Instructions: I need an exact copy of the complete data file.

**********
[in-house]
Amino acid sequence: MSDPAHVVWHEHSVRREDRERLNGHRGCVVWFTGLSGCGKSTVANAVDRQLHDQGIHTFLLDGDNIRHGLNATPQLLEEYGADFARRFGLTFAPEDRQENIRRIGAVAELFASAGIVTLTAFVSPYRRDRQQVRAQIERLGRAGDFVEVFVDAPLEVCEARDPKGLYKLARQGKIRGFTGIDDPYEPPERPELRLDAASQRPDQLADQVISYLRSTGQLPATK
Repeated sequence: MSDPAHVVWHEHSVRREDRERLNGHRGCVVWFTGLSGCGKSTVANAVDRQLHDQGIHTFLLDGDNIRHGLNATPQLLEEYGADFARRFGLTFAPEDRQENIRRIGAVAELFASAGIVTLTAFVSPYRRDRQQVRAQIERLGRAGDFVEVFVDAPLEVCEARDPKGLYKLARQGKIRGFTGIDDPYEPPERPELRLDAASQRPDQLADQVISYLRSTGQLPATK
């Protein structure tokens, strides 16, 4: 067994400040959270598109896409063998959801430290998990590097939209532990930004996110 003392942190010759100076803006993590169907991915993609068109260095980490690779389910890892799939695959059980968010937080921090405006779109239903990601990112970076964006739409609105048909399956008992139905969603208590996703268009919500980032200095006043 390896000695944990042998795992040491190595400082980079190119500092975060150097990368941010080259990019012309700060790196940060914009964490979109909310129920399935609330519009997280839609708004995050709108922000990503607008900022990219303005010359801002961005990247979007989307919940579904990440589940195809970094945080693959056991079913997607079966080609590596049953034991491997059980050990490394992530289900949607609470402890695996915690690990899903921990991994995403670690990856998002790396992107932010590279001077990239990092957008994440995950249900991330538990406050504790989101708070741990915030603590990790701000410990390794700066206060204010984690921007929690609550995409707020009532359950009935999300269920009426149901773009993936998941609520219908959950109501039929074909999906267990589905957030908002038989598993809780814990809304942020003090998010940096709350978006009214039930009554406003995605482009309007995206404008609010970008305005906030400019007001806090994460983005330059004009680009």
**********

[in-house]
Amino acid sequence: MSDPAHVVWHEHSVRREDRERLNGHRGCVVWFTGLSGCGKSTVANAVDRQLHDQGIHTFLLDGDNIRHGLNATPQLLEEYGADFARRFGLTFAPEDRQENIRRIGAVAELFASAGIVTLTAFVSPYRRDRQQVRAQIERLGRAGDFVEVFVDAPLEVCEARDPKGLYKLARQGKIRGFTGIDDPYEPPERPELRLDAASQRPDQLADQVISYLRSTGQLPATK
Repeated sequence: MSDPAHVVWHEHSVRREDRERLNGHRGCVVWFTGLSGCGKSTVANAVDRQLHDQGIHTFLLDGDNIRHGLNATPQLLEEYGADFARRFGLTFAPEDRQENIRRIGAVAELFASAGIVTLTAFVSPYRRDRQQVRAQIERLGRAGDFVEVFVDAPLEVCEARDPKGLYKLARQGKIRGFTGIDDPYEPPERPELRLDAASQRPDQLADQVISYLRSTGQLPATK
């Protein structure tokens, strides 16, 4: 067994400040959270598109896409063998959801430290998990590097939209532990930004996110 003392942190010759100076803006993590169907991915993609068109260095980490690779389910890892799939695959059980968010937080921090405006779109239903990601990112970076964006739409609105048909399956008992139905969603208590996703268009919500980032200095006043 390896000695944990042998795992040491190595400082980079190119500092975060150097990368941010080259990019012309700060790196940060914009964490979109909310129920399935609330519009997280839609708004995050709108922000990503607008900022990219303005010359801002961005990247979007989307919940579904990440589940195809970094945080693959056991079913997607079966080609590596049953034991491997059980050990490394992530289900949607609470402890695996915690690990899903921990991994995403670690990856998002790396992107932010590279001077990239990092957008994440995950249900991330538990406050504790989101708070741990915030603590990790701000410990390794700066206060204010984690921007929690609550995409707020009532359950009935999300269920009426149901773009993936998941609520219908959950109501039929074909999906267990589905957030908002038989598993809780814990809304942020003090998010940096709350978006009214039930009554406003995605482009309007995206404008609010970008305005906030400019007001806090994460983005330059004009680009």